Welty is a professor of women’s and gender studies and the director of Dyson’s peace and justice studies program.
Read more here.
El Semana: ‘We Will Not Be Silenced’
‘We Will Not Be Silenced’ (El Semana)
...On the morning of November 9, protesters gathered in the atrium of the Hart Senate office building, silently at first, glancing up at level-upon-level of protesters who had made their way to every floor, patiently waiting for the go-ahead from organizers. At exactly 11:30am, the room suddenly erupted into an overwhelming, boisterous chant of “undocumented, unafraid,” as activists unfurled large banners into the chamber demanding a DREAM Act, denouncing deportation, and bringing forward the December deadline.
The building was packed with protesters wearing identical orange “Clean DREAM Act Now” shirts. Joining them were students participating in a mass walkout from nine Washington-area schools, including universities, as well as hundreds of youth from across the country in what United We Dream said was part of a nationwide campaign in solidarity with DREAMers.
Not everyone there was a DREAMer. Alik Schir, a student in the Washington, D.C. area, said he was sympathetic to the cause while gleefully waving the orange shirt he had been handed. “I know what it’s like to be the odd one out,” Schir said, “so I’m standing here to make sure that DREAMers and immigrants know that we stand with them and that we’re fighting for them so they won’t be deported.”
After about ten minutes of chanting in the building, a signal came to stop, to prevent the risk of arrest due to strict Capitol rules against disruptive protest. In a pre-planned act of civil disobedience, a small number of protesters kept chanting around a banner before being detained by Capitol Police. Rally-goers later announced their names via megaphone, praising them as heroes.
Flowing out from the Hart building, their call for a DREAM Act continued with a march to the Capitol in the hopes of coming face-to-face with Speaker Paul Ryan (R-WI) himself. They crowded onto the sidewalk on Independence Avenue, demanding Ryan show himself. “Show your face, show your face,” they chanted as they passed the Rayburn building, rising into thunderous cheers and applause whenever they spotted a staffer waving or taking photos from their offices.
Ryan, who has sent mixed messages regarding a vote on a replacement for DACA, was the subject of frustration and anger among many attendees — some who jeered, shouting “coward” while below the Speaker’s balcony on the west end of the Capitol, where youth and DREAMers linked arms in a circle and held a speakout for DACA recipients before wrapping up.
“I am here because I have an expiration date, because I have a mother that works three jobs to support our family, because at one point I worked six jobs to pay for my education,” said one DREAMer. “I want to graduate, I want to make America great, I want to give back to my community, I want to give back to the country I love, to the country that I call home.”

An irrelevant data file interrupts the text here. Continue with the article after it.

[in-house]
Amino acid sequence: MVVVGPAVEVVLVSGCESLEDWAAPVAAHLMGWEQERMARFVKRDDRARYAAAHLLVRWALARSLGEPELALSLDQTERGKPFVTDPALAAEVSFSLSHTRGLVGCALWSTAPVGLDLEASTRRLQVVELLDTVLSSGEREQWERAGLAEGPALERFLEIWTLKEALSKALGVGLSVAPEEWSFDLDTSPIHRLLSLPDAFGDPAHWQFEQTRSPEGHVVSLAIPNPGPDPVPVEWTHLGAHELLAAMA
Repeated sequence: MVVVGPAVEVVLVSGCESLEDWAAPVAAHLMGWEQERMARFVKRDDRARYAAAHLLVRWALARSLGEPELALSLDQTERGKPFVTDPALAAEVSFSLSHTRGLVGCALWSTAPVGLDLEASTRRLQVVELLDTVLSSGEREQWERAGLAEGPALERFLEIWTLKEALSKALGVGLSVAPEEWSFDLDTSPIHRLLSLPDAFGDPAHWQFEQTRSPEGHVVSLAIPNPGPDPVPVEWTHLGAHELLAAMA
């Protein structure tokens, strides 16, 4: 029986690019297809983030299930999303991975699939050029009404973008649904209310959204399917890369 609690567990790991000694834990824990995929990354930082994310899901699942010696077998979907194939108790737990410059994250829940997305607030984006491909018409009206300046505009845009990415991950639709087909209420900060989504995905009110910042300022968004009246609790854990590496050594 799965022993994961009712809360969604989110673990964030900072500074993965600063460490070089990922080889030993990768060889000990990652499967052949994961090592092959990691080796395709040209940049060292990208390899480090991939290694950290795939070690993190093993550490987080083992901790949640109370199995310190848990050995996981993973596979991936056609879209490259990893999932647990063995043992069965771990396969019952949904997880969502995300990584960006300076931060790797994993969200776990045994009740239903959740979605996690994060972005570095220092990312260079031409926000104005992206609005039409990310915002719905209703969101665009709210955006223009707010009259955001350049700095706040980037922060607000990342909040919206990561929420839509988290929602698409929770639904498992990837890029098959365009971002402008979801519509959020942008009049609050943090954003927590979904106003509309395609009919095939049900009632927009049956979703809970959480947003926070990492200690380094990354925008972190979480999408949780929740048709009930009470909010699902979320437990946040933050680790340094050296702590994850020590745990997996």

“DACA, the DREAM Act, this is a human issue,” said another DREAMer, a student who had joined the Washington event from Pace University in New York. “We’re dealing with real lives. This is not about one, this is about all. Paul Ryan, pass the Dream Act.”
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The Riverdale Press: "DeWitt Clinton safe from state takeover, for now"
DeWitt Clinton safe from state takeover, for now (The Riverdale Press)
The school known as the “castle on the parkway” will remain under the control of the city’s education department.
The state recently announced DeWitt Clinton High School, located at 100 W. Mosholu Parkway S., would not become the responsibility of Albany after the struggling school made headway in a number of areas that concerned state officials, including its low four-year graduation rate.
The state’s education department defines struggling schools, also known as “receivership schools,” as the lowest performing 5 percent of schools in the state academically.
Under the receivership law, the city has the authority to make a number of changes to improve Clinton, like expanding the school day or even the school year, work with a community-based organization to provide support services, and also remove teachers or require them to reapply for their jobs.
Or, in the most extreme circumstance, the city could phase out and close Clinton.
If Clinton fails to show “demonstrable improvement,” the state could have appointed an independent “receiver,” who would take over the management responsibility of the school from the city.
Educators and an education advocate panned the state’s decision to leave Clinton under city control.
“The message (the state is) sending is that we don’t care,” said Jennifer Pankowski, an education professor at Manhattan’s Pace University and former public school teacher.
“I think if the demographics of the school looked differently, I don’t think so many would have turned the other cheek. The school is predominately Hispanic and African-American students with a very small population of Albanian students, and I think that does affect how quick the state is to step in and say, ‘Clearly you tried to do this, it’s not working. We need to take it a step further.’”